The Australian capital is proposing a new law to deal with its increasingly problematic feral peafowl population, it's reported.
According to the Canberra Times, the ACT government is proposing an annual trapping programme to prevent the bird population from spreading further outside of the city of Canberra.
The local traffic authority says that peacocks have become disruptive to the local ecosystem, competing with native birds for habitat, as well as disturbing local vegetation.
The paper adds that they have been the cause of continuous complaints from residents dating back to 2003, and have also caused drivers to have a number of near-accidents.
It says that they have become such a common sight, that one local found a male peacock in his bathroom staring at itself in the mirror.
'Part of the community'
Australia's growing peacock population has been well documented by the country's press.
And Canberra is not the first area to have introduced new laws in an attempt to reduce the country's growing peafowl population.
The Brisbane Times highlighted in January that the authorities in the city of Brisbane were set to ban residents from keeping the birds as pets, or else face fines of up to $6,300 Australian dollars (£3,439; $4894).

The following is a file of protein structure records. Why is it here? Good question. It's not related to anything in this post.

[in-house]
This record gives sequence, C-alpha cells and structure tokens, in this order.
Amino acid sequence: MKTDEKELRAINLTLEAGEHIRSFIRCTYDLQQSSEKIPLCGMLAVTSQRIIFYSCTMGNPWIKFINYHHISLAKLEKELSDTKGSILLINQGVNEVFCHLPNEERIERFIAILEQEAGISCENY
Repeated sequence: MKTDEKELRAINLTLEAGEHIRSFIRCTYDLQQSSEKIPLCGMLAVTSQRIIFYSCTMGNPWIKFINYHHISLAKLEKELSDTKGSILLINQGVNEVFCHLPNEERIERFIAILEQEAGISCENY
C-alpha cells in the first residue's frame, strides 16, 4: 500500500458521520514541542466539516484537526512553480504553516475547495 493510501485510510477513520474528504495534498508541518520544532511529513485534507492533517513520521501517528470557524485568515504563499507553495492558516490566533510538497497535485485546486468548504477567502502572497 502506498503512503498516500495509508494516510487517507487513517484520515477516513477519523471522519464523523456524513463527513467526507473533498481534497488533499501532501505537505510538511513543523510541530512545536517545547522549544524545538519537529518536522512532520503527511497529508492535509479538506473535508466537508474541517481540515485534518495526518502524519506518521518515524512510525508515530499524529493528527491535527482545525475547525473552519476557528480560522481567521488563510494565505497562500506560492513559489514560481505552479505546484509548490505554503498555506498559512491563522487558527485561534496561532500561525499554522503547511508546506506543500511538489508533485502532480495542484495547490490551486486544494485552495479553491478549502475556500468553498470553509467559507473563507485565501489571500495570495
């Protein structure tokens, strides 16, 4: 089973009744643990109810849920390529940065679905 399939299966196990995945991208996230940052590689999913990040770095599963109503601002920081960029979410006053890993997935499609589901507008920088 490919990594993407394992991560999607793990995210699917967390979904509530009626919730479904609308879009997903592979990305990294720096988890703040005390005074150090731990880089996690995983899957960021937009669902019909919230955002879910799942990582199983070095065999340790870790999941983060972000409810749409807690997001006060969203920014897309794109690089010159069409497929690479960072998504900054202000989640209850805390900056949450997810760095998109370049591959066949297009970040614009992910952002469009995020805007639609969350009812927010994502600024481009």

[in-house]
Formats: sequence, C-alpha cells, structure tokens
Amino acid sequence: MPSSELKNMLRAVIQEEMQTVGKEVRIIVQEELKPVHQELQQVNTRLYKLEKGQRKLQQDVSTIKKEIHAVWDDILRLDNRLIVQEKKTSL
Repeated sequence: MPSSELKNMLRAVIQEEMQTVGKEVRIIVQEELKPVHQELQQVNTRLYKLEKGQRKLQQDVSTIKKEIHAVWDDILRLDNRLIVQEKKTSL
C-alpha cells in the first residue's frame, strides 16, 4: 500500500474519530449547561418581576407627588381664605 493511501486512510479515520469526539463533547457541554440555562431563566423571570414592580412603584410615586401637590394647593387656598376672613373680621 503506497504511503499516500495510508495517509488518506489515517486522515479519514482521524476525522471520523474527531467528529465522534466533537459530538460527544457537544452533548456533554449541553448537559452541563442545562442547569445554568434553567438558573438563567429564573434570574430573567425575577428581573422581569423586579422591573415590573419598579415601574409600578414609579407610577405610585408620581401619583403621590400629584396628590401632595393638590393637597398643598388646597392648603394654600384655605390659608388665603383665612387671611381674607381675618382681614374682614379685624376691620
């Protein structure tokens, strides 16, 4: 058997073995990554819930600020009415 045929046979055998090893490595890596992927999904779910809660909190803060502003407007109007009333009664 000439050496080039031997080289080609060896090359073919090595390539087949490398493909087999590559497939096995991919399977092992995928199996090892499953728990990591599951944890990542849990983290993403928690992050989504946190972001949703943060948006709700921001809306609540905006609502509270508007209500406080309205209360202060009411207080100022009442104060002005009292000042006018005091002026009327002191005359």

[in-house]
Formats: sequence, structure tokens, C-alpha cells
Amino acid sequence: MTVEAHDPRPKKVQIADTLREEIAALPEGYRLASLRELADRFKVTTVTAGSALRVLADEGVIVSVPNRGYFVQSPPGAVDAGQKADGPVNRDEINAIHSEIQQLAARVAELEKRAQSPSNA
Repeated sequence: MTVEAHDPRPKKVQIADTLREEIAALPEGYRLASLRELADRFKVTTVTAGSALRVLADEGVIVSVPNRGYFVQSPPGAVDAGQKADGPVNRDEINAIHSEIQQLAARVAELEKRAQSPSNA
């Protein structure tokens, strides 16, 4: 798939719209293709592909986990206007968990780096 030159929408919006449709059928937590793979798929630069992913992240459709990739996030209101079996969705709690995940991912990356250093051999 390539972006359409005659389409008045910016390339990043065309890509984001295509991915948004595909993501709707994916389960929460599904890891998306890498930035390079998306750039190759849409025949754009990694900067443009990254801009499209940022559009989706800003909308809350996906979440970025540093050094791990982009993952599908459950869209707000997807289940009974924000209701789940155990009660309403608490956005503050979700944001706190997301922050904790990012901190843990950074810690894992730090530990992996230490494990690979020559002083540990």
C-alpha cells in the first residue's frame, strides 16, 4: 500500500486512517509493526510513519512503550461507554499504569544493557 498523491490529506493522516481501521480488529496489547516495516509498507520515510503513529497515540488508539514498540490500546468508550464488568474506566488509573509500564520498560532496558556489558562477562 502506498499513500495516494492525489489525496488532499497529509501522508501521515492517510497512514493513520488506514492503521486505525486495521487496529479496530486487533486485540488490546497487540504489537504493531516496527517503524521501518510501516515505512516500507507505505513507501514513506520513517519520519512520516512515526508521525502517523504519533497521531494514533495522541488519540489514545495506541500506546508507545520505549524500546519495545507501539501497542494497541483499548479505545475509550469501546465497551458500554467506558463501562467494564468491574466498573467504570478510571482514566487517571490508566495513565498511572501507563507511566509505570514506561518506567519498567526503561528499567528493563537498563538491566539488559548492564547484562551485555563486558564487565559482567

It said the local council had similarly received numerous complaints, particularly about the birds' noise - especially during breeding season - and damage to their properties.
Not everyone regards the birds as a pest, however. Both proposed laws have been heavily criticised by activists and locals alike, with some saying that the birds are a welcome sight.
One Canberra resident, Mr DeVan, told the Canberra Times: "At night, you'll often see half a dozen peacocks up on the roof, watching the sun set and the little kids all run around, picking up their feathers. They're part of the community."
Indian peafowl are native to South Asia, but have been introduced by colonial travellers to countries all around the world over the last two millennia. They were originally brought over to Australia by the British as pets, but in many countries have become feral and are known to be able to adapt to both warm and cold climates.
Reporting by Kerry Allen
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